~A Look into Canada’s Immigration Sponsorship


The popularity of migrating in developed countries has always been prevalent among those who seek a better life. Through work, study, and family connection it is possible for anyone to get into a country of their choice. The catch, however, is that its not an easy feat.

One of the top countries rapidly growing with immigrants is Canada. From nurses to waiters, Canada has been accepting migrants from all over the world. The quality of life is high and opportunities for work and career are widespread and many.

Its may be no surprise that you know one or two people who have already moved to Canada. They have taken the steps in order for them to become immigrants; and try their luck in living in a foreign and developed country. If you seek the same thing, there are many ways for you to achieve it; and if by chance you have a family member already living there – the best choice for entry is through Canada’s Family Class Sponsorship.

How family class sponsorship works

For you to be qualified for family class sponsorship, it must be a two-way agreement between you and a relative living in the country. A qualified relative means that he or she must already be a Canadian citizen or a permanent resident of Canada. If this is established, then the next thing to acquire is the willingness of that relative to sponsor you for Canadian immigration.

The relationship between you and your relative, however, has some perimeters to be considered. If that relative is far from being a first-degree relation, chances are slim, but still possible. The list below defines the type of relationship that is qualified for sponsorship:

• Spouse (wife/husband); common-law or conjugal partner

• Grandparent/s or parent/s

• A dependent child (typically under the age of 21)

• Under 18, unmarried, or orphaned brother, sister, grandchild, niece, nephew

• A child that is under 18 and intended for adoption

• Other relative/s that are not mentioned above

For the willing sponsor, a number of qualifications for him/her to be able to help another relative get into Canada are also required. Aside from being a citizen or permanent resident of Canada, the sponsor should be financially capable to provide for the sponsee. Financial capability means that the sponsor is able to give the essential needs such as food, shelter, clothing and other basic necessities of everyday living.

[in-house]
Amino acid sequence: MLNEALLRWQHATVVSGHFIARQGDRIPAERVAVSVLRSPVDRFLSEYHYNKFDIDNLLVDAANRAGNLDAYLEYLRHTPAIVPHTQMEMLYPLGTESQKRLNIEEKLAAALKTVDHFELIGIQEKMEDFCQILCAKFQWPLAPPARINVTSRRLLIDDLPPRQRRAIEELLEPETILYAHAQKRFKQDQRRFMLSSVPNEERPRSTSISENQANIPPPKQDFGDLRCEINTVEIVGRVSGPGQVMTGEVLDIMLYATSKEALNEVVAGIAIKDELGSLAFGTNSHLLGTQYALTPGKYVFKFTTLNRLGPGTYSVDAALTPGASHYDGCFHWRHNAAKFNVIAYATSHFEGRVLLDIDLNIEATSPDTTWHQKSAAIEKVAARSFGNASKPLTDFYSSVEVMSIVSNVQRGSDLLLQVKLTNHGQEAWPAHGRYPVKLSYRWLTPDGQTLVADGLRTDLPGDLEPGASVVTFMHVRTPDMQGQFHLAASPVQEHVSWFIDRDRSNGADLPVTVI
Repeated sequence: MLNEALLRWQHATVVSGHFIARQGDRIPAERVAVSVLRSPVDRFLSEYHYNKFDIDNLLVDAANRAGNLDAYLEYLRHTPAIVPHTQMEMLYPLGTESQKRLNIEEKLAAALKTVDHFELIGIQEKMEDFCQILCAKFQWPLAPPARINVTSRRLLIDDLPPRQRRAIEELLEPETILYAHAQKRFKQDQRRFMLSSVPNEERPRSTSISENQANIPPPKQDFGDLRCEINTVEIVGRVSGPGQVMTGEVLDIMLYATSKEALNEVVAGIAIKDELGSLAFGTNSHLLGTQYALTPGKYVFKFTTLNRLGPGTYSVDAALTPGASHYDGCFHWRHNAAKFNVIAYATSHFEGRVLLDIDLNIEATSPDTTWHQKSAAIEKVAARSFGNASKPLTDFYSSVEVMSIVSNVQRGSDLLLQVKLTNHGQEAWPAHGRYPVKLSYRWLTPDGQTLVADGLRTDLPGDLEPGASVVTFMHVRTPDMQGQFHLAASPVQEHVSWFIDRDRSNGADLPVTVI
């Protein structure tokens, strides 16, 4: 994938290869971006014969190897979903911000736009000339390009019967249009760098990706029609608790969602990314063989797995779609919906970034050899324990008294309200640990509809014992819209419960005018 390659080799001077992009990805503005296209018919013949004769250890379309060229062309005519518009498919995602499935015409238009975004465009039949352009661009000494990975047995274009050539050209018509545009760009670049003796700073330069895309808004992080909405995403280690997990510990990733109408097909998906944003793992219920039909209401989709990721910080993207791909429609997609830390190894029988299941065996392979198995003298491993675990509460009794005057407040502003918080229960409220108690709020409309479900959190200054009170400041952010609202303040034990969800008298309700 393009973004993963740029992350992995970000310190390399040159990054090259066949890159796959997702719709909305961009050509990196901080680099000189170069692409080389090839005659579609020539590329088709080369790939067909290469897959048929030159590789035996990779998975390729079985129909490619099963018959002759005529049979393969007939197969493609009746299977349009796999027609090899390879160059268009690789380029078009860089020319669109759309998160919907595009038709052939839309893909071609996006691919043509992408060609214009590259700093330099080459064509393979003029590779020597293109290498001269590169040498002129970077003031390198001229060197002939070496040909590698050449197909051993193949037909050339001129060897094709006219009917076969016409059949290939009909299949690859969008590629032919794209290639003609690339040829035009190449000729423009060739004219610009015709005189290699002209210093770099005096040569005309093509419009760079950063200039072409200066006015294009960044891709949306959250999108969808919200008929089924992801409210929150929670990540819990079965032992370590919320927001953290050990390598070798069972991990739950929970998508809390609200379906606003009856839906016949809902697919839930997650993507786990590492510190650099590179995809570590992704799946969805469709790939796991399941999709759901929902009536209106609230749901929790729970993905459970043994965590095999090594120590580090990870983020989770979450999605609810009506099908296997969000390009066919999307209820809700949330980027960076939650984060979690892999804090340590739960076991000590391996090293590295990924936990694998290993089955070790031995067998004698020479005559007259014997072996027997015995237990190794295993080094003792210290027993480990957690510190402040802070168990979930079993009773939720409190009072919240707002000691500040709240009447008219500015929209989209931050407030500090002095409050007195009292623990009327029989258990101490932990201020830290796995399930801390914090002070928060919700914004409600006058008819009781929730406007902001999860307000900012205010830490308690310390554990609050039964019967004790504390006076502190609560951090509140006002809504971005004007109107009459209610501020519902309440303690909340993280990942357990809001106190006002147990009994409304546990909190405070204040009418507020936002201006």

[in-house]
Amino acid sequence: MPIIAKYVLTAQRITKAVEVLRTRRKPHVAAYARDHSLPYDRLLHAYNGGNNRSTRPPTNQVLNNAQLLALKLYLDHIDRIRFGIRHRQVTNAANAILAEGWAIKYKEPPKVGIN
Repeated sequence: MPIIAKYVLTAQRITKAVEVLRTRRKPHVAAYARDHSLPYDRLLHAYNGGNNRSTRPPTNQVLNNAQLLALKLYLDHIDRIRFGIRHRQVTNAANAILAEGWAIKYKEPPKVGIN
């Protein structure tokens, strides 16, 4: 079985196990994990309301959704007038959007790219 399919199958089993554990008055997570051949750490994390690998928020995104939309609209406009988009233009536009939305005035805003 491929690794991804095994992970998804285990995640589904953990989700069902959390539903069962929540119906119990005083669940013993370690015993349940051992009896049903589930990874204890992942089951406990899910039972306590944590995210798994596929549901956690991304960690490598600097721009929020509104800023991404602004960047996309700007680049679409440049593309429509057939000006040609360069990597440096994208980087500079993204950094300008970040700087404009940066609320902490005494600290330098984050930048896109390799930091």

The sponsor should also acquiesce in entering an agreement with Canada’s government in providing the essential needs for the sponsee over a period of time. Also in agreement is that the sponsor should also make an effort into making the sponsee self-supporting.

Other sponsor qualifications include the following:

• He/she is 18 years old or above;

• Is not in prison or any similar facility;

• Is not bankrupt; and

• Is not charged with any serious or major offence

Process and processing time

When the qualifications have been met, it is then possible for you (as a sponsored relative) to apply for immigration – either from within or outside of Canada. This application is the first step in the immigration process and can vary based on the form of application.

Your application goes through a number of stages, and additional fees are required along the way. The downside for all immigration applicants, however, is that nothing is 100% sure; so making sure all your requirements are met is a very important part when applying.

The processing time is also a major factor that depends on your type of relationship with your sponsor. The chances of faster processing time is when your relative is of first-degree kin. Either way, processing times can be as short as six months to a full blown decade, depending on your circumstances.

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